Institutional Scholarship

I Love You, Don't Hurt Me: The Effect of Relationship Type on Pain Sensitivity After Ostracism

Show simple item record

dc.contributor.advisor Sternberg, Wendy
dc.contributor.author Banerji, Trina
dc.date.accessioned 2013-12-12T14:26:43Z
dc.date.available 2013-12-12T14:26:43Z
dc.date.issued 2009
dc.identifier.uri http://hdl.handle.net/10066/12425
dc.description.abstract The present study sought to expand the existing literature on the shared pathway of social and physical pain. Because of the shared pathway and necessity of each type of pain, it was predicted that activation of social pain could sensitize physical pain sensitivity. The current study posits that (1) experiencing ostracism should increase physical pain sensitivity, (2) the relationship one has with the source of social rejection can mediate emotional reactions and subsequent physical pain, (3) personality variables can affect reactions to ostracism and subsequent physical pain, and (4) individual perceptions of relationship can affect reactions to ostracism and subsequent physical pain. Ten dyads in romantic partner, friend, and stranger conditions were individually tested for baseline pain sensitivity and asked to fill out relationship measures including commitment and individual attachment style. In a second session, dyads played a ball-tossing game with each other (and two confederates) that was designed to elicit feelings of ostracism. Pain tests were administered immediately after the manipulation. A separate group of control subjects were also tested for pain but experienced inclusion during the ball-tossing game. Results indicated that those in all types of relationships had decreased pain sensitivity after the ostracism manipulation. Males in romantic relationships experienced an increase in pain sensitivity post manipulation. Neither personality nor relationship variables mediated one's reaction to ostracism and subsequent pain sensitivity. Results suggested that ostracism may not elicit emotional distress but emotional numbing that leads to decreased pain sensitivity. Relationship to the source of the ostracism did affect emotional and physical reactions but further research is needed to clarify this relationship.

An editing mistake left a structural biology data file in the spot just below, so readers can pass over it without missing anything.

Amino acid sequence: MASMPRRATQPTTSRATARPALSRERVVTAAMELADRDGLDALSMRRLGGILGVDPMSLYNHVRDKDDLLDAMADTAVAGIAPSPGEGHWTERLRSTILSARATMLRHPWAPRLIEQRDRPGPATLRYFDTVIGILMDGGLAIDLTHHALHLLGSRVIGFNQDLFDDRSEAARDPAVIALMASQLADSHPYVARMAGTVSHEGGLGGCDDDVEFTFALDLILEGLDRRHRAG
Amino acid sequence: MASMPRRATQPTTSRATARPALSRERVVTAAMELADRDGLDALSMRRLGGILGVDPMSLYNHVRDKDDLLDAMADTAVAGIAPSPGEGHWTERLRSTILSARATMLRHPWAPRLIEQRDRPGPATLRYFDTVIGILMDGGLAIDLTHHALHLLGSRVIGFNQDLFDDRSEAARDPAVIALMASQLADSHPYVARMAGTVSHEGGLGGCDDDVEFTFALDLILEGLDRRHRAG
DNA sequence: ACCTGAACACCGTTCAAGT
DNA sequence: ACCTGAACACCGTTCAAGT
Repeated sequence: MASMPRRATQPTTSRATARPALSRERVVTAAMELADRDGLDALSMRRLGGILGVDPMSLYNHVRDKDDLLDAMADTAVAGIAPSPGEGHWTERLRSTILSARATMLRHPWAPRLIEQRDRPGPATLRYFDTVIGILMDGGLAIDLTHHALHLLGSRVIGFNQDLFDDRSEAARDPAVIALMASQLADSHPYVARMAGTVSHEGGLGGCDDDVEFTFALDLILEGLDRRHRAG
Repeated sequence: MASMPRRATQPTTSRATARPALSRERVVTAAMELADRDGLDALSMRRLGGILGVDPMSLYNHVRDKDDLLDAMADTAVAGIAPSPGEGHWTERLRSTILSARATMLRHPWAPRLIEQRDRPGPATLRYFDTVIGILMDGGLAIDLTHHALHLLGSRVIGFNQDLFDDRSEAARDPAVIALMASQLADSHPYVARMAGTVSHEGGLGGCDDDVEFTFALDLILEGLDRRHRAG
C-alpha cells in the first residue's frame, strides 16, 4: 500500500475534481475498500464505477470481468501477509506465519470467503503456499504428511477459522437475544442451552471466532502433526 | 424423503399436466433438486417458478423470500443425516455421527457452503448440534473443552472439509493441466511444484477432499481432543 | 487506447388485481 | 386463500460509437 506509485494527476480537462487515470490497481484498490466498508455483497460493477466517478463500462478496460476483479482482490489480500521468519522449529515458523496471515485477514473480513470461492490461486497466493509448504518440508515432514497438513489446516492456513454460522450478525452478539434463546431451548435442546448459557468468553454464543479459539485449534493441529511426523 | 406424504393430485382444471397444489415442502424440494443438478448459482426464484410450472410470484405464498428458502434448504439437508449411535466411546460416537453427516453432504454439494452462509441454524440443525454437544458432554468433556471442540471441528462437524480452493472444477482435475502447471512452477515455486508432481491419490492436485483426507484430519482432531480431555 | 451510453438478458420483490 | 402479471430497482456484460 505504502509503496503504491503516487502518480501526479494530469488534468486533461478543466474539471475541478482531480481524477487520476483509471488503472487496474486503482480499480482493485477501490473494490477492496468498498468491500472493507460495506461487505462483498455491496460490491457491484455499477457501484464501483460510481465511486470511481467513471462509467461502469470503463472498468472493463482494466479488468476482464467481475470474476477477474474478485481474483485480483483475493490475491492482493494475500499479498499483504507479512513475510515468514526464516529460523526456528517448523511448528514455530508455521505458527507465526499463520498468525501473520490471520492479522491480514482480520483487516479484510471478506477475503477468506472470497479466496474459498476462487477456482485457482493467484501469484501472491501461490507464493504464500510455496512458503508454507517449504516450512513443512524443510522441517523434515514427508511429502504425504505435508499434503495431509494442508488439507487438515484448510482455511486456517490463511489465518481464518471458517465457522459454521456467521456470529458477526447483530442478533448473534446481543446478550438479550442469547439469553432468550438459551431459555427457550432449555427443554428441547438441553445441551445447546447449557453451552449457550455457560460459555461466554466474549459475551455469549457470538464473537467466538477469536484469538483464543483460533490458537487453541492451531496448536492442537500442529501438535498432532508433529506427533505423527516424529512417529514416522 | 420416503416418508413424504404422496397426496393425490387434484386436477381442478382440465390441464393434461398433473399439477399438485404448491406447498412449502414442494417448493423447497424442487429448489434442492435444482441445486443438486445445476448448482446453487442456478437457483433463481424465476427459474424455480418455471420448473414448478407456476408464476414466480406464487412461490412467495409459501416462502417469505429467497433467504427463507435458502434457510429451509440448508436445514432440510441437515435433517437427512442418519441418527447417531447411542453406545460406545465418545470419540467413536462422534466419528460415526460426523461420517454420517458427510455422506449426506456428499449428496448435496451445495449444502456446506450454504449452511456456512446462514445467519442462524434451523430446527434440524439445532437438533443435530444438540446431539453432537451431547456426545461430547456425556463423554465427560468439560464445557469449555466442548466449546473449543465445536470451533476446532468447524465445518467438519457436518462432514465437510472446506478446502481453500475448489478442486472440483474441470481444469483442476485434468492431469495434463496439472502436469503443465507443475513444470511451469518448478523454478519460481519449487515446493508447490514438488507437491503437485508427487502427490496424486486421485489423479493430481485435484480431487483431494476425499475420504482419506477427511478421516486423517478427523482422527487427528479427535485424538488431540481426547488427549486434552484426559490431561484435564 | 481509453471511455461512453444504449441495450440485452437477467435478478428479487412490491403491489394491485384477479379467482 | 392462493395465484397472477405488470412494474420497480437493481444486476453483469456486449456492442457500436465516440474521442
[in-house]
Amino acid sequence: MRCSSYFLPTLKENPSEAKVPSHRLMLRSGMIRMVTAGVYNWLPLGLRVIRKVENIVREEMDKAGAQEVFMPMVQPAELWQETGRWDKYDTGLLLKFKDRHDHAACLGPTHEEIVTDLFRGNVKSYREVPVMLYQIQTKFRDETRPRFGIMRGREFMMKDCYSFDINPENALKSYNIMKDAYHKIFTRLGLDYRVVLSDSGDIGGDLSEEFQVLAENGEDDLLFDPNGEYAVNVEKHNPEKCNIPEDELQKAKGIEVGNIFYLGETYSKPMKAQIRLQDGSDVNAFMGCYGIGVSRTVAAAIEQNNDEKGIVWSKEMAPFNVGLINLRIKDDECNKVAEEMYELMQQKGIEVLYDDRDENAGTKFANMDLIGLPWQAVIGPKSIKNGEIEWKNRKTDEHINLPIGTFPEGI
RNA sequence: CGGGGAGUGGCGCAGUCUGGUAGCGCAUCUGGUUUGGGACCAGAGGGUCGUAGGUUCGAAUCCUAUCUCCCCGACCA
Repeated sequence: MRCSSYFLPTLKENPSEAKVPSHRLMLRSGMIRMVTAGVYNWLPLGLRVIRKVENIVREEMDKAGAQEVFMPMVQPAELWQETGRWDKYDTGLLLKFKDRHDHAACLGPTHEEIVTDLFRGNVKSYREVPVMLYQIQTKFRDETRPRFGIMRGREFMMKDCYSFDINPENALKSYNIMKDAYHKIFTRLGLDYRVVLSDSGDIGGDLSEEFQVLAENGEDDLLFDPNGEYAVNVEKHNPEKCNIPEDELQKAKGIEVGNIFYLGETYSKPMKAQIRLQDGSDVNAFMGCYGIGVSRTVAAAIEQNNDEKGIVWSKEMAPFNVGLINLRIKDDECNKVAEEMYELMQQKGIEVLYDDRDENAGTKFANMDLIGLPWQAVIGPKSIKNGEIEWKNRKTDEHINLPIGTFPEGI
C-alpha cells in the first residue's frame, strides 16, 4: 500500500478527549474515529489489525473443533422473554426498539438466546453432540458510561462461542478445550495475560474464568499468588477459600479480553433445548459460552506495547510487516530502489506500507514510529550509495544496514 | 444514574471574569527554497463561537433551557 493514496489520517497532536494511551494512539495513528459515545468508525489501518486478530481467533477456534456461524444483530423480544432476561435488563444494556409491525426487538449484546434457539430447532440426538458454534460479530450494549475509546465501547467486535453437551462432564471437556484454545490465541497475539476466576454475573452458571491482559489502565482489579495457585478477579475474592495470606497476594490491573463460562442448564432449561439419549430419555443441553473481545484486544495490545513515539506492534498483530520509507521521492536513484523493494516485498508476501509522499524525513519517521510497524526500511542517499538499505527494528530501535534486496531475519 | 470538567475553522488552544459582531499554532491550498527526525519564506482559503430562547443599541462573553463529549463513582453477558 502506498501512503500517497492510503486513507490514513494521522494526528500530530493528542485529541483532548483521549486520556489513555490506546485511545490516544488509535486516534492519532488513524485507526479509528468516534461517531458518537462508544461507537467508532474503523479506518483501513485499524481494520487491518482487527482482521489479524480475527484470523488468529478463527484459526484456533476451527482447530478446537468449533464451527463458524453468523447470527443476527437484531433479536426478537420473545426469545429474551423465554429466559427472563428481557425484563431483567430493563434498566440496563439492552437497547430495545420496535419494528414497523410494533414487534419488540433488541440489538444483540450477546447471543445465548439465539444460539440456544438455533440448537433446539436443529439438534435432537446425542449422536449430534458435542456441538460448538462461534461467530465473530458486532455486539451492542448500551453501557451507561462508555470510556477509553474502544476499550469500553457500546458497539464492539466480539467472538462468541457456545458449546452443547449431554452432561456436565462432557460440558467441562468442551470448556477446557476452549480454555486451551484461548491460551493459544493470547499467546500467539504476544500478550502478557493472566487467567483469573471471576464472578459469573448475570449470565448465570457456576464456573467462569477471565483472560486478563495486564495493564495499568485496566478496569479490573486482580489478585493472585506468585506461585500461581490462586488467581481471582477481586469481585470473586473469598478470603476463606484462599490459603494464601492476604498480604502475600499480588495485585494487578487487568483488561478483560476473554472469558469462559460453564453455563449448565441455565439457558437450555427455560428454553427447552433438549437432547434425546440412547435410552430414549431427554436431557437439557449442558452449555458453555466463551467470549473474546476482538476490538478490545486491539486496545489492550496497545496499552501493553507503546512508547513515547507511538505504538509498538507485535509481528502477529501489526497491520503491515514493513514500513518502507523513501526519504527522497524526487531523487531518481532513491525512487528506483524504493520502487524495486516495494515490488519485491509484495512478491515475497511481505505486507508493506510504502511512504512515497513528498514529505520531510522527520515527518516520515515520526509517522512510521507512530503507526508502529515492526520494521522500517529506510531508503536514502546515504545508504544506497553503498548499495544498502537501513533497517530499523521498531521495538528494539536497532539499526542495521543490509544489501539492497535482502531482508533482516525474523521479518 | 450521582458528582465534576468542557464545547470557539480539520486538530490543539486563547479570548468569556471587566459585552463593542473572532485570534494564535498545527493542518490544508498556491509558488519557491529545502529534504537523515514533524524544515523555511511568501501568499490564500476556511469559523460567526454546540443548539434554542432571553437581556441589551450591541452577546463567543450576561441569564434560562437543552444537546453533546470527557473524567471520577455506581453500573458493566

dc.description.sponsorship Haverford College. Department of Psychology
dc.language.iso eng
dc.rights.uri http://creativecommons.org/licenses/by-nc/3.0/us/
dc.subject.lcsh Pain -- Physiological aspects
dc.subject.lcsh Rejection (Psychology)
dc.subject.lcsh Interpersonal relations -- Psychological aspects
dc.title I Love You, Don't Hurt Me: The Effect of Relationship Type on Pain Sensitivity After Ostracism
dc.type Thesis
dc.rights.access Haverford users only


Files in this item

This item appears in the following Collection(s)

Show simple item record

http://creativecommons.org/licenses/by-nc/3.0/us/ Except where otherwise noted, this item's license is described as http://creativecommons.org/licenses/by-nc/3.0/us/

Search


Browse

My Account